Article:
Belarusian theoretical physicist Dmitry Shiroky created a technology called Ovi-bovi. The new device is able to accurately show when the cows are ready to mate. The level of reproduction of the whole herd depends on understanding the exact time favorable for fertilization of animals. Farmers can independently monitor 2-3 cows. If there are more than 300 animals in the herd, the process should be automated. This will save millions of dollars.

Dmitry pondered the idea for about a year. To get started, he needed 90 thousand dollars. Dmitry tried to find money from the state, because at that time there already existed Presidential Decree No. 229 of May 20, 2013 “On some measures to stimulate the implementation of innovative projects”. But it turned out that to get funding for it is unreal.

In April 2015, the Ovi-bovi project won first place in the Information Technology nomination at the Russian Startup Tour 2015 start-up competition in Minsk. But even then the money could not be received – the Belarusians were not paid the prize money.


One sensor allows you to save $ 60 a year on a cow, reported on the site . There are about a million cows in Belarus, which means that the country can receive 60 million profits from the introduction of technology.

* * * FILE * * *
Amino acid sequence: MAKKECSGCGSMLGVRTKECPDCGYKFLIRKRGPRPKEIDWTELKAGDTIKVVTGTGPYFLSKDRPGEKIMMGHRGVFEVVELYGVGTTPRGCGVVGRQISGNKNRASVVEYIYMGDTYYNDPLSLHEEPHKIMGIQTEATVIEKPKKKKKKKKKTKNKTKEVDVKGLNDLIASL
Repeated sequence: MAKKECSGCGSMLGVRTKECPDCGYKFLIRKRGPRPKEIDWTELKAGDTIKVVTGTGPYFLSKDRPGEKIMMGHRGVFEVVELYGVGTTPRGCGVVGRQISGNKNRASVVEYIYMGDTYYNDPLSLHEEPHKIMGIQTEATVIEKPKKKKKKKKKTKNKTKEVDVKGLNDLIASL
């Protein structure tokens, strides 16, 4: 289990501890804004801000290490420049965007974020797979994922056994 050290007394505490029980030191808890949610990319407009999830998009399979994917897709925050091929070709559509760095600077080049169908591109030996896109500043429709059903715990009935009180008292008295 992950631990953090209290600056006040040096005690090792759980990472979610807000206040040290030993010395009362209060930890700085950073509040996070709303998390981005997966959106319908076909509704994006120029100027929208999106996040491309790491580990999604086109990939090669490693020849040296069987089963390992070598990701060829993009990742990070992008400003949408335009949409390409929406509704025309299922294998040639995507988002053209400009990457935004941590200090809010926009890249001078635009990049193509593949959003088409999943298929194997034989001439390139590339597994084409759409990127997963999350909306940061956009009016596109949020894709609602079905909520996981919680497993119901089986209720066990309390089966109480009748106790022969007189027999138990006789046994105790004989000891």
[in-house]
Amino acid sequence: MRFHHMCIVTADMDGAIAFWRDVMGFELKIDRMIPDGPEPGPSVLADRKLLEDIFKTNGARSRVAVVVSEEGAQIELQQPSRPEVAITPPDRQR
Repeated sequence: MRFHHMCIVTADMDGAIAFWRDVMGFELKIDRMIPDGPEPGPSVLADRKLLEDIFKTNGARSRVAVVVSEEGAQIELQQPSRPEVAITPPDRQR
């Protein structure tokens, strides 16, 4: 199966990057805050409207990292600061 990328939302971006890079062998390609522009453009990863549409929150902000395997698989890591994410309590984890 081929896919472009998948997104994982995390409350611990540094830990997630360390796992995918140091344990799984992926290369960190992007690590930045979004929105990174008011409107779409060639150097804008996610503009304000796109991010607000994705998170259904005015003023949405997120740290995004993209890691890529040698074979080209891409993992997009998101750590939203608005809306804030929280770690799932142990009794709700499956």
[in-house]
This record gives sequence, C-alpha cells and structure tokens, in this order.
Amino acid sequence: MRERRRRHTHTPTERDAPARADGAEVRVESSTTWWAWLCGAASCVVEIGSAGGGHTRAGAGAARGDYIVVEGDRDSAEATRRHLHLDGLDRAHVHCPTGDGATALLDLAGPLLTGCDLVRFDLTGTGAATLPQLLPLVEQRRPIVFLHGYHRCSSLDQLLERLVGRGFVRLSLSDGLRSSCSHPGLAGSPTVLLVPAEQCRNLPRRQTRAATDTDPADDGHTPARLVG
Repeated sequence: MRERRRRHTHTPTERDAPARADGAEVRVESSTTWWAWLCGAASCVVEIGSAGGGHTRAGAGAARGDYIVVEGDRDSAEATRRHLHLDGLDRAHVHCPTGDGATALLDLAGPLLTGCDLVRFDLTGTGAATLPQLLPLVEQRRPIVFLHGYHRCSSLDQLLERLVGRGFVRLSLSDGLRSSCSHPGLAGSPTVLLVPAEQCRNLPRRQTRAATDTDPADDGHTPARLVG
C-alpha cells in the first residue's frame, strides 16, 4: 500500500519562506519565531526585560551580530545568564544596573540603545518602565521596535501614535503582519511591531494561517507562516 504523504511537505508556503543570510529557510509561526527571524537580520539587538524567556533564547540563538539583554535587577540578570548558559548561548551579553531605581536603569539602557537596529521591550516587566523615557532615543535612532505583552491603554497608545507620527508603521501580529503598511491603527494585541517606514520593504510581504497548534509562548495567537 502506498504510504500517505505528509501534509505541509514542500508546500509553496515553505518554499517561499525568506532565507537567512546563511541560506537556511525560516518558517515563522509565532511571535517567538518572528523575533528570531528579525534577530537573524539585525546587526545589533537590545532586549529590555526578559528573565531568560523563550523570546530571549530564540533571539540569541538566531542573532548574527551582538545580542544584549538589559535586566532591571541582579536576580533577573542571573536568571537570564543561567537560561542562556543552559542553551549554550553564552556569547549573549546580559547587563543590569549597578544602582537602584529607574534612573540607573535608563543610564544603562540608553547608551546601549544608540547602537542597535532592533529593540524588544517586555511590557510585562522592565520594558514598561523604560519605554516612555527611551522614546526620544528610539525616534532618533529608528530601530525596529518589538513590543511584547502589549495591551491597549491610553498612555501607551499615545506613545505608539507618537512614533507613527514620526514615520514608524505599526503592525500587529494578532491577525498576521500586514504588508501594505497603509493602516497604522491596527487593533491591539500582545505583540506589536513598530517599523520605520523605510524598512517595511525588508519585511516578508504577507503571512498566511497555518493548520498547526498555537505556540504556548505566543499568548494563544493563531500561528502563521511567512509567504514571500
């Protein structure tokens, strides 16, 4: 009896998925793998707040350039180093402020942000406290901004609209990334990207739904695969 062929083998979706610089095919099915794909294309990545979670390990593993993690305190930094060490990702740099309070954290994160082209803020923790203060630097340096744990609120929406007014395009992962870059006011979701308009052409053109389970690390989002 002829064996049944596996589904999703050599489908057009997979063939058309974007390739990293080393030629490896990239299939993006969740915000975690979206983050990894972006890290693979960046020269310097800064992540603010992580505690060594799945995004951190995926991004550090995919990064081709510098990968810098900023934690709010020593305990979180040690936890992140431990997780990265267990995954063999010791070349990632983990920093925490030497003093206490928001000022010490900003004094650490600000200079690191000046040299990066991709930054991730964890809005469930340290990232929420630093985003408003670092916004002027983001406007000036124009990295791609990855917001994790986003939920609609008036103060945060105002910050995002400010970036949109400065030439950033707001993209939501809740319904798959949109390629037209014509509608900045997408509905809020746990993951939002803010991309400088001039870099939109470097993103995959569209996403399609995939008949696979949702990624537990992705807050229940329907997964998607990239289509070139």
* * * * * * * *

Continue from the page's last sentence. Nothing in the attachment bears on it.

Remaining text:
“I wrote the algorithm for a month. In my past scientific life, I solved Maxwell’s equations, so it was not difficult to write an algorithm for the sensor.”


This algorithm, according to the inventor, turned out so successful that it still works without improvement.


By the way, the Israeli company SCR Engineering spent about seven years developing similar algorithms and sensors.


A farmer from Sweden, Sarah Nilsson, who found the Ovi-bovi website on the Internet, became the first buyer of Dmitry sensors. She bought 20 sensors, for which she paid $ 1600. The second batch of sensors went to Indonesia. Next were supplies to Russia, Australia, India, Kazakhstan.


Sensors, created by Dmitry, help not only to save significant amounts. They also prolong the life of animals. If the cow does not become pregnant on the farm, then she is given for meat. When using sensors pregnancy occurs much more often.


Artificial insemination costs money, and every failure is an expense that will not pay off, explains senior livestock specialist Sergey Zhurbin.
Before the advent of sensors, cows were watched by people, now cars do it. When they record the willingness to mate in a cow, the farmer receives an SMS with the number of the animal. It is very convenient and greatly facilitates the work.


The sensor has been running on battery for about ten years. The data transmission range in open areas is more than five kilometers. Similar sensors from Connecterra will “survive” in full charge for only about a year.